the future of libraries in the digital age
Your name and title: Laurie Putnam, Lecturer and Communications Consultant (@NextLibraries)
Library, school, or organization: San Jose State University School of Information
Mark Hudson, Head of Adult Services, Monroeville Public Library
Tasha Bergson-Michelson, Instructional and Programming Librarian, Castilleja School (@researchwell)
Area of the world from which you will present: North America. Two presenters will be in California, and one will be in Pennsylvania. (We would prefer the earliest possible timeslot.)
Language in which you will present: English
Target audience(s): This session will be especially useful for public, school, and academic librarians. However, the content may be of interest to any information professional looking for ways to support informed communities in a democratic society.
Short session description: Let’s talk about ways libraries can help people become active, informed citizens through programs on current events, civics, news literacy, and more.
Full session description:
Libraries have long supported democratic societies as centers of learning, information, and community.
Today, as issues grow more complex and the public questions the reliability of media sources, civic literacy becomes more important than ever. As trusted institutions, libraries are well positioned to help the people of their communities become more informed citizens and critical thinkers who are prepared to participate in a democratic society. Let’s talk about opportunities for libraries to get involved. We’ll hear from a school librarian and a public librarian about some of the civic engagement programs their libraries deliver — including civics discussions, resource guides on current events, and news literacy education — and we want to hear your ideas as well.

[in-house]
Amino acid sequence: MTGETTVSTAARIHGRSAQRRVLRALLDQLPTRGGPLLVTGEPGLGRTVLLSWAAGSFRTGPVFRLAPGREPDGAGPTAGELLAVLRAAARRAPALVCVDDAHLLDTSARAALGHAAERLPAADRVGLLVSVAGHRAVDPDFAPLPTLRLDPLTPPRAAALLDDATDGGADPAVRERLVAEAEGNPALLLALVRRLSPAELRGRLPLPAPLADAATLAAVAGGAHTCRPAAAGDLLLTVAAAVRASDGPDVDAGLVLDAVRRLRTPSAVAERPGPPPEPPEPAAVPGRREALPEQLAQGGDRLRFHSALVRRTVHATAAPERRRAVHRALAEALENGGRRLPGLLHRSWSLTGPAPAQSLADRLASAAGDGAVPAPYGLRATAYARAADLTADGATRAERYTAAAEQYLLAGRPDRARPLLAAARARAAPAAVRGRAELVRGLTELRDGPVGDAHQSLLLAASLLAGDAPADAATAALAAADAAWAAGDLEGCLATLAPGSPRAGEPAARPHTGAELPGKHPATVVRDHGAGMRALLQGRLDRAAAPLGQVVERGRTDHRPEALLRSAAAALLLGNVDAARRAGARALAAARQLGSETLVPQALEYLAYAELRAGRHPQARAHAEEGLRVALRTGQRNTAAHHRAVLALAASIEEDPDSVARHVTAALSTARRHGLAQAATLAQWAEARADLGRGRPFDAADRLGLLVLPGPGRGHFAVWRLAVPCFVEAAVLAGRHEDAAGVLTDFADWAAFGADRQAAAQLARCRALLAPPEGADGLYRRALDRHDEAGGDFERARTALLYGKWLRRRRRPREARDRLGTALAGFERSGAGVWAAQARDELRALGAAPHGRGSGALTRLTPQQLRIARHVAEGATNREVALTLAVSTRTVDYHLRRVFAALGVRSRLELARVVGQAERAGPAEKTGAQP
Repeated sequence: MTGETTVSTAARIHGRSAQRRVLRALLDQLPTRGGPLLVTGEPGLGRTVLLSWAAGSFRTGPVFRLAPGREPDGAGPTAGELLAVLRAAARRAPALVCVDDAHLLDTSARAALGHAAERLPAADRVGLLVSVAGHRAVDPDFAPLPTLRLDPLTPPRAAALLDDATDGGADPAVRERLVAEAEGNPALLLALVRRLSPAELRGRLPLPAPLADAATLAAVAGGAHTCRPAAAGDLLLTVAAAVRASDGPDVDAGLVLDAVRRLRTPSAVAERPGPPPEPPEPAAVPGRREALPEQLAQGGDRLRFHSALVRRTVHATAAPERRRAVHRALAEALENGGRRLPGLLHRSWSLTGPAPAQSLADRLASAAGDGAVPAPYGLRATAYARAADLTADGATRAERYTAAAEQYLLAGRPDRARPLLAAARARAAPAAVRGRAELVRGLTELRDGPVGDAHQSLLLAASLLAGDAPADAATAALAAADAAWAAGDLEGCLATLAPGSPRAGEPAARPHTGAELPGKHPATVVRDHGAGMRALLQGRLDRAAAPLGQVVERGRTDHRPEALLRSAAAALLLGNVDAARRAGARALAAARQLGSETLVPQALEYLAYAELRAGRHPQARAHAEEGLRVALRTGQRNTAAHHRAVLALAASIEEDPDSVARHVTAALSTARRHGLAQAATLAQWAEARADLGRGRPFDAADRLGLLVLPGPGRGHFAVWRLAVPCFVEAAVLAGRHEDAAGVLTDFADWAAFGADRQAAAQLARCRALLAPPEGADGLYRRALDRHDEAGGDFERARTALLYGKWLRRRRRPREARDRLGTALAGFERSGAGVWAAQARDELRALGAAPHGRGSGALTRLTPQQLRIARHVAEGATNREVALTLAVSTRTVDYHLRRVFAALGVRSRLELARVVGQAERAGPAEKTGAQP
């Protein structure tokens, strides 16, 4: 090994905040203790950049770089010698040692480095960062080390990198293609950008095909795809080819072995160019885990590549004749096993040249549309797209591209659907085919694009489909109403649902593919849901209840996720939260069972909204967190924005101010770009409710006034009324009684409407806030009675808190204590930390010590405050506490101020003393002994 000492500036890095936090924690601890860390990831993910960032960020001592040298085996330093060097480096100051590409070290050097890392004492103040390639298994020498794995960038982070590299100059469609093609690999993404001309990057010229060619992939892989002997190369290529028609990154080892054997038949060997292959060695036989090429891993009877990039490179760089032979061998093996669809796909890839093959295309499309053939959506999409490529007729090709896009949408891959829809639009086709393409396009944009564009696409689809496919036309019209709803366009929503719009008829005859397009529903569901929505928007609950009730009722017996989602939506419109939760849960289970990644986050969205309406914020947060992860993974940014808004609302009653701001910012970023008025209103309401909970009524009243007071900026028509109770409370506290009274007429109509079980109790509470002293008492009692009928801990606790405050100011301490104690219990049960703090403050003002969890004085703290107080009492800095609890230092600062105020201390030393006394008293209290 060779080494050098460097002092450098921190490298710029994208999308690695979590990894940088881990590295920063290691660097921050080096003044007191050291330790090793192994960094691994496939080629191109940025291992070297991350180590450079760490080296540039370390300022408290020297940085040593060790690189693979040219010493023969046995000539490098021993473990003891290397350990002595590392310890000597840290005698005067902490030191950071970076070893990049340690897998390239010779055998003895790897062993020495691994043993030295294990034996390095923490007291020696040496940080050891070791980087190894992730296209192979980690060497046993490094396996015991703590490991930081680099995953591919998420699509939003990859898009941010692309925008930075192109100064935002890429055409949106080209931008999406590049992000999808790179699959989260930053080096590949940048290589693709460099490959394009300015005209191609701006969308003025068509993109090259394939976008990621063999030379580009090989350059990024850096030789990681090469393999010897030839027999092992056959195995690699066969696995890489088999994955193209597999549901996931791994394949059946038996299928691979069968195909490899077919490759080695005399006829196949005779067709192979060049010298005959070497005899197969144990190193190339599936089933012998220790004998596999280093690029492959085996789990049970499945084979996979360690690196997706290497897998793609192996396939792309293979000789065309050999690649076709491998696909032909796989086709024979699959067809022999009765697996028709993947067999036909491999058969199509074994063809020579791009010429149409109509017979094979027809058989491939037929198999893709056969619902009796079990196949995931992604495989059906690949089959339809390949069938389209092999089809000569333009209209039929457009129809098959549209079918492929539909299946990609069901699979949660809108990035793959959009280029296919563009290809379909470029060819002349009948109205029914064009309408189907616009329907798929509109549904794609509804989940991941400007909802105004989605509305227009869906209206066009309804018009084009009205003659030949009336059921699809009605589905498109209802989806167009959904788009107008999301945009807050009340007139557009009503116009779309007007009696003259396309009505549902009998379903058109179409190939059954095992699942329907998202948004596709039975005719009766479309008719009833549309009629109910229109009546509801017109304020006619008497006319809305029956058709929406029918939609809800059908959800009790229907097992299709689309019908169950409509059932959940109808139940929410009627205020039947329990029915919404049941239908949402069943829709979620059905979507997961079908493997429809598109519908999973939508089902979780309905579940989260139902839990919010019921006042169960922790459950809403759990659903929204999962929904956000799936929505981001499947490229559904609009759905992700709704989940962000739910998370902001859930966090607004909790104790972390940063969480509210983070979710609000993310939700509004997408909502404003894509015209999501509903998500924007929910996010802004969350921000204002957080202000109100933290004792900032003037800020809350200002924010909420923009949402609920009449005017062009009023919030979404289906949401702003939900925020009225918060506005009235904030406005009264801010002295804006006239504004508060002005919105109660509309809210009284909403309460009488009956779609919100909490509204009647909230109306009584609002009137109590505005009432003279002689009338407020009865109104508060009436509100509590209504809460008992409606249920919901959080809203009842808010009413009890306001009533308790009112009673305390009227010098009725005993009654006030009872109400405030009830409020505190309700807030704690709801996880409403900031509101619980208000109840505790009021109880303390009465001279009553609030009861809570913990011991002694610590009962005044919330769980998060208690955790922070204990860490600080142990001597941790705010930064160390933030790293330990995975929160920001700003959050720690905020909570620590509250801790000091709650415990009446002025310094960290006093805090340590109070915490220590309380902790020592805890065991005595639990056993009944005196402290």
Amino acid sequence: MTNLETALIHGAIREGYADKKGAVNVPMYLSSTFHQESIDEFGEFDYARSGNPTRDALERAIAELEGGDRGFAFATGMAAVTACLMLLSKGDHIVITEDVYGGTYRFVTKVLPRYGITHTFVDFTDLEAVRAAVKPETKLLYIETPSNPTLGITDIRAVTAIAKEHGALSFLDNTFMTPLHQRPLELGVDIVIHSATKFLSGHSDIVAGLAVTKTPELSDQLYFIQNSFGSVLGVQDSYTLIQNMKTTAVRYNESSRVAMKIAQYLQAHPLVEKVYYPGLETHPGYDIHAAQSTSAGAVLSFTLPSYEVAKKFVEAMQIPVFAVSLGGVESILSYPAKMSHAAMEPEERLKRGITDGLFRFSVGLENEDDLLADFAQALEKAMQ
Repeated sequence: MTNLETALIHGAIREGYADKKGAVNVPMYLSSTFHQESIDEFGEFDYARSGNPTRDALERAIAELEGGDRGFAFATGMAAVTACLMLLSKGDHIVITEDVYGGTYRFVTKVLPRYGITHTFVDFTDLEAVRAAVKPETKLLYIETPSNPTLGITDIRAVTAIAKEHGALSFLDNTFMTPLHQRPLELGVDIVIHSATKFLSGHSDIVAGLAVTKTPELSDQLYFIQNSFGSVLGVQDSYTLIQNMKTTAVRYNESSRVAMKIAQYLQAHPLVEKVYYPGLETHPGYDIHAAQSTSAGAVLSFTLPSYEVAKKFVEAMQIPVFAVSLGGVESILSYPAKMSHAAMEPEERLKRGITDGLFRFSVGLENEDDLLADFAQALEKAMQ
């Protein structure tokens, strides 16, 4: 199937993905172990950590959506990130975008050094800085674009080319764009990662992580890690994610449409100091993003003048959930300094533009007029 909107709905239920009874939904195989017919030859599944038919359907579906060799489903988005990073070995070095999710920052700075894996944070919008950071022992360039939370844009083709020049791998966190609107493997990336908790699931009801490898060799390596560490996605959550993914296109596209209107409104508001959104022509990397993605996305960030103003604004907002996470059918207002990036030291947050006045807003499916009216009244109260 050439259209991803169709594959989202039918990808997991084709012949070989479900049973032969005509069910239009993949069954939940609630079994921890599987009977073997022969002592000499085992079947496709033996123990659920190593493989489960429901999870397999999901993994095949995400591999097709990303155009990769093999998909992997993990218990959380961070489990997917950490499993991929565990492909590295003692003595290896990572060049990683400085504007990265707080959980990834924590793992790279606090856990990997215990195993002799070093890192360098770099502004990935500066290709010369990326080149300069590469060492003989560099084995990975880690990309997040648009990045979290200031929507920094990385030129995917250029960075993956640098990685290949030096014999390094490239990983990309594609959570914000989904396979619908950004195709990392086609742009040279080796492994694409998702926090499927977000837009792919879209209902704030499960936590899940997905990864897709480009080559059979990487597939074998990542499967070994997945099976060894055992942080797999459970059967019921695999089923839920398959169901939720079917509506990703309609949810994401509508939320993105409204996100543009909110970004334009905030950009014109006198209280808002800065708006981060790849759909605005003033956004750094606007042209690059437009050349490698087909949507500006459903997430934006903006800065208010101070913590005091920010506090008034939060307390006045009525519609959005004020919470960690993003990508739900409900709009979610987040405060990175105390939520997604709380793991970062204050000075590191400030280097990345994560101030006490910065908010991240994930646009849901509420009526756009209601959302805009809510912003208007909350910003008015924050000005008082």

“How Libraries Are Curating Current Events, Becoming Community Debate Hubs”
MediaShift, May 3, 2016
Libraries Improving Public Participation and Democracy Facebook group:
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